If you are like me and live in the frozen tundra of North America, or anywhere else snowy and cold, you know how challenging riding in the winter can be. I don’t mind winter sports, but mountain biking is my favorite sport. Figuring out how to bike in the winter was a challenge I solved years ago. The biggest obstacle seems to be ice. Now, I know you can just run out and spend $1500 on a new Fat Bike and get to it, but what if your budget is more like $50? Well then, I might have the solution for you! That would be to stud your own tires. Yeah yeah, I know you can buy them studded now, but what if a big snow storm hits and you don’t have time to wait for them to be shipped to you and you want to ride now? Well, keep reading…
Let’s start with the supplies you are going to need. One tire to sacrifice. I always have some older tires floating around so I just pick something I no longer like. It should be a mud tire with some larger lugs on it. You want enough rubber to be able to put a screw through it and have the tire hold it. This year I had an old Kenda Smoke that worked nice. Since this tire is going to be wrecked by your modification I would go with something cheap if you need to actually go purchase a tire. Your LBS may have something old they need to unload cheap or you could even go to a local department store or sporting goods store and find a suitable subject. Either way don’t waste $80 on the latest technology in rubber. Why only 1 tire? Well I have found you really only need one on the rear as long as you are not riding on glare ice. Heck I have even rode on glare ice with just the rear studded. If you’re wanting a studded front tire too, just repeat the steps I’ve laid out for the rear tire below. Don’t forget to put some studs on the edges so you can corner properly!
Next you are going to need a box of self tapping sheet metal screws. The self tapping ones have a drill on the end so they will make their own hole as they go into the material. This saves the step of pre-drilling all holes. Just make sure the head of the screw is round. Either a flat or rounded top philips head will work. Hex heads or bolt heads will eventually puncture your tube. Hardware stores will sell these screws in boxes of 50-100. Depending on how many studs you want you will need a whole box. I have gone crazy on some tires in the past, but found you can get by on as few as 20 screws and still get great traction. While you are at the hardware store pick up some duct tape. If you can find the half wide Gorrilla tape that works the best, but any duct tape should do.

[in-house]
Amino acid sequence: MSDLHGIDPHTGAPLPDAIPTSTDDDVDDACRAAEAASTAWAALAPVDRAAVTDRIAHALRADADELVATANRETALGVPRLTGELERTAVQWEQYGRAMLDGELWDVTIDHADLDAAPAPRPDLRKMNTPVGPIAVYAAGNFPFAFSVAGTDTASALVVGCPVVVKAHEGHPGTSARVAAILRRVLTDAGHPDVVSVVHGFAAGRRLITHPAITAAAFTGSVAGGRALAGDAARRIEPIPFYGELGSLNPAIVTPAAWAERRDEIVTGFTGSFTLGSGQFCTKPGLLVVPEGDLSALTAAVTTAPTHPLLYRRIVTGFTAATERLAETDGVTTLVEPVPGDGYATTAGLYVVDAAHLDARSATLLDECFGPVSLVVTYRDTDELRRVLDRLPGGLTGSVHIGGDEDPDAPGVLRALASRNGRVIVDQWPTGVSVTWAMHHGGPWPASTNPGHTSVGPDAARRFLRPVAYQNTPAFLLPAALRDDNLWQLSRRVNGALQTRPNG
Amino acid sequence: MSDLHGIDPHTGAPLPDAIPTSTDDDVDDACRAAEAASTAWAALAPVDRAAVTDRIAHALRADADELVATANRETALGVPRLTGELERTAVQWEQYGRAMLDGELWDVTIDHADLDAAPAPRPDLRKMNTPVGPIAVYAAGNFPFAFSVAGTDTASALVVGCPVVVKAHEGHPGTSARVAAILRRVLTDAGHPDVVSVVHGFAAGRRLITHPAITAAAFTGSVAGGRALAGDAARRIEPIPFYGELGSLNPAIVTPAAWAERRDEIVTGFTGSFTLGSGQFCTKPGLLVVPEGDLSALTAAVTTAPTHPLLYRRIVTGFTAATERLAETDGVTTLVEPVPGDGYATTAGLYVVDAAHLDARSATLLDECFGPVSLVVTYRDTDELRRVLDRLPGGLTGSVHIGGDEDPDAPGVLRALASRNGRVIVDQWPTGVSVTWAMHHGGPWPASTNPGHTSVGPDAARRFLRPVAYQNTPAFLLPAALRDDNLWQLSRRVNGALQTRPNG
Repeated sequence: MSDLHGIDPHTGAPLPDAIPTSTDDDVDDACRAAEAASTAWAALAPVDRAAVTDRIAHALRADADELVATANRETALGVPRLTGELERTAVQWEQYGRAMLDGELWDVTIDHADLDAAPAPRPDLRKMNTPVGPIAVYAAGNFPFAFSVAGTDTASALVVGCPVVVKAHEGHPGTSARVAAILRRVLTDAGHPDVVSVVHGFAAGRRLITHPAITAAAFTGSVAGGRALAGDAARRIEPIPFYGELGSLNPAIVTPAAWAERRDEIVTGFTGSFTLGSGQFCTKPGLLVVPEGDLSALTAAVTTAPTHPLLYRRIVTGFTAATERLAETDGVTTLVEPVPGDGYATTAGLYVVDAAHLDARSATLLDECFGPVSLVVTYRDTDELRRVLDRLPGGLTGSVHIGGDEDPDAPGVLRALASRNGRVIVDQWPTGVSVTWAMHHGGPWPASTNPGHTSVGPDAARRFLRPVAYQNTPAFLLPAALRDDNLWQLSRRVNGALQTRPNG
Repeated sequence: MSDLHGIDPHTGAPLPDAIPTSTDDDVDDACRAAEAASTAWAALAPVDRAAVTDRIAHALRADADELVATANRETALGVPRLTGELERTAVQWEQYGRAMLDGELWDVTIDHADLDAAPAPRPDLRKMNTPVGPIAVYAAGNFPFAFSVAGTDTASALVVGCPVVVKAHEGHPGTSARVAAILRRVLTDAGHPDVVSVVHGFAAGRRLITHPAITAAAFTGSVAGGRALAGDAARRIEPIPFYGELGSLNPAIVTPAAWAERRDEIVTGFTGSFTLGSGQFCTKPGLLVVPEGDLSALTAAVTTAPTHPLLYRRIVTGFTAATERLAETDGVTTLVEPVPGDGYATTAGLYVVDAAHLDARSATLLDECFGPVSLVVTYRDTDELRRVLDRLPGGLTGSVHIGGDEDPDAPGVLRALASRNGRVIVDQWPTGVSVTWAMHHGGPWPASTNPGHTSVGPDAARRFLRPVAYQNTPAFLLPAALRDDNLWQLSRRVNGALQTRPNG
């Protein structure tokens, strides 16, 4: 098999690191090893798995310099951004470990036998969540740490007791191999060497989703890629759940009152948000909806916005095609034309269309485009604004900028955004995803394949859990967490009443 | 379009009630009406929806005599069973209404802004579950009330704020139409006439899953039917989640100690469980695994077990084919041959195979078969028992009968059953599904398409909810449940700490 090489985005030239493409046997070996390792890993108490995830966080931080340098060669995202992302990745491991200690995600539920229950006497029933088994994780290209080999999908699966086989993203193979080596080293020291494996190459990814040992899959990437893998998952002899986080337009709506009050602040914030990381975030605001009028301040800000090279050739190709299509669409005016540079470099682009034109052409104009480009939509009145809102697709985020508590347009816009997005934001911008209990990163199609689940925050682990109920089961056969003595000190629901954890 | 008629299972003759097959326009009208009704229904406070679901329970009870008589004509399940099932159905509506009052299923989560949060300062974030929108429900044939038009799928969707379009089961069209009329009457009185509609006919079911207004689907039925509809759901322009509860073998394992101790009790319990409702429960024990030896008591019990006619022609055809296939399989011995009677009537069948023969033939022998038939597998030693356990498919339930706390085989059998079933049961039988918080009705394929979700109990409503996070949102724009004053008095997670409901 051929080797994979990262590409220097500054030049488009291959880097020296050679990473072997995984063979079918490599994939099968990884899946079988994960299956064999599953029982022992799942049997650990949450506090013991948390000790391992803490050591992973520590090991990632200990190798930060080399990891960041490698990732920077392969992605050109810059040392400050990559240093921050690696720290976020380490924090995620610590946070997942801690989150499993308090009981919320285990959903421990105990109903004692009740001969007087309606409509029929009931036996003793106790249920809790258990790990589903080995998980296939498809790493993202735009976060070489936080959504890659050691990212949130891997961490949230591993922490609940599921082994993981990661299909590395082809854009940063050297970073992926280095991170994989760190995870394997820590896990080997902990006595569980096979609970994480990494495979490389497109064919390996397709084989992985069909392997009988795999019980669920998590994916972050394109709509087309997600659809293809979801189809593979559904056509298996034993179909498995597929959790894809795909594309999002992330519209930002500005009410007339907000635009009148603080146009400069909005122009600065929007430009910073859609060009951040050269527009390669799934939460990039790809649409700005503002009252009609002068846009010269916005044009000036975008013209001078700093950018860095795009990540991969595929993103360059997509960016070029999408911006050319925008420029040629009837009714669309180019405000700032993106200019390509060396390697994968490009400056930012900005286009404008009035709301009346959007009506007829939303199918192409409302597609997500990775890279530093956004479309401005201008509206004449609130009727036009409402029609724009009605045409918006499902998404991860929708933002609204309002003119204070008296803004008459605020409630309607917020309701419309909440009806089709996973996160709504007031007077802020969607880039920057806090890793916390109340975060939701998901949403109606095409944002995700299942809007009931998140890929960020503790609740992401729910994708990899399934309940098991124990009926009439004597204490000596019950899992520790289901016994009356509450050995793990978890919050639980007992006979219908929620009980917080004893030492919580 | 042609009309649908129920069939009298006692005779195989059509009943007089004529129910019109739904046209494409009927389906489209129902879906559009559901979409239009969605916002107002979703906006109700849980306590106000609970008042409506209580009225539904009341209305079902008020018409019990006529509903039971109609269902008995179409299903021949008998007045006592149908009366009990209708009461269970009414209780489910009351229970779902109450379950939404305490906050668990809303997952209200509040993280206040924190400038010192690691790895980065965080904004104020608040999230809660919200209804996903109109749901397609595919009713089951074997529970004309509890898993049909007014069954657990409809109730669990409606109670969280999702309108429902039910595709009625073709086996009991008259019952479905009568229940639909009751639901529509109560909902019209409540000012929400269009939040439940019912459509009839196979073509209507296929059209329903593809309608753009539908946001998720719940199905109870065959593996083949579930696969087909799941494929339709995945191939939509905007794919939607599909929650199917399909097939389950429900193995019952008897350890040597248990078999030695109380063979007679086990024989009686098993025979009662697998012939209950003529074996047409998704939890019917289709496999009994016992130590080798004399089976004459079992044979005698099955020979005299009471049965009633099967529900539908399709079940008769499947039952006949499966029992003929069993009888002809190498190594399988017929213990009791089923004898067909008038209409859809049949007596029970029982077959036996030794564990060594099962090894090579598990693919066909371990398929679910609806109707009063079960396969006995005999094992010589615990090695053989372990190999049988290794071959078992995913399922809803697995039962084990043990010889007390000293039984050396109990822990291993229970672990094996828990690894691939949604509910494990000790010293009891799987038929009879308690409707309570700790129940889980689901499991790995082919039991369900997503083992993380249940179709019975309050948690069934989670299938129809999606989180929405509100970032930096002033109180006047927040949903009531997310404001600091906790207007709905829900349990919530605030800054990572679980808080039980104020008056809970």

Last piece to this puzzle you will need will be a Mr Tuffy liner. Most LBS will carry them. They are a thick plastic liner which goes between your tube and tire to prevent punctures. This is what will keep our screws from making your first ride really short. They come in pairs so you can give one to your buddy for his rear tire or heck spike your front if you end up with extra supplies when you are done with the rear. You will find a use for it. If no LBS has the liners or you waited until 10:30 the night before,you could potentially use an old tube for this maybe with another layer of duct tape on it.
OK so take your donor tire and try to fold it inside out. If it has a wire bead you won’t be able to completely flip it around, but you will be able to access the inside of the tire better. Get your handy dandy cordless drill/screwdriver and a screw. Feel on the outside of the tire for a lug and press on it. You should be able to find the lug now on the back side. Center the screw and slowly let the self drilling screw embed itself into your tire. If you miss the lug back it out and try again. After a couple you will be hitting them like a champ. I like to alternate lugs side to side as I go around the tire. Depending on the pattern of the tire just do what seems to make sense. It’s pretty intuitive, so don’t worry about it not making sense now – it will as soon as you get started.
Now you have a tire with studs in it, cool! Fold the tire back to normal and be careful with your new tire of death. Grab that roll of duct tape and run one layer on the inside of the tire over your screw heads. You may need to clean the inside of the tire if the tape doesn’t stick really well. Take your Tuff liner and put that over the duct tape, and you may want to run another layer of tape to keep the liner in place. Put your tube in and mount it on your rim. I inflate to about 40psi to start with. Depending on if you have snow down or not you may actually need to let some pressure out of the tire for better traction. Much higher than 40 and you run the risk of driving a screw through the liner. Before you put your wheel back on the bike, read the next paragraph!
The only thing I may do from this point would be to shorten the studs. If you have a bench grinder and want smaller studs for different conditions you could grind down the screws to a shorter length. Since the condition I ride on are usually snow with ice below it I tend to leave them longer. If I was riding on just a frozen trail and and a light layer of snow you may want to take them down a little shorter. Make sure you have proper clearance between the studs and the frame! You don’t want to go through all this work only to realize your first ride trashed the bridge.
Some other things that may help. You can stud a pair of shoes as well (following pretty much the same directions). This helps if you need to put a foot down on the ice while riding or climbing a hill and pushing the bike. Otherwise take it slow and enjoy the ride. You may not fly along like you do in the summer, but at least you are out doing what you enjoy for not a lot of money right? That being said, I am definitely ready for summer.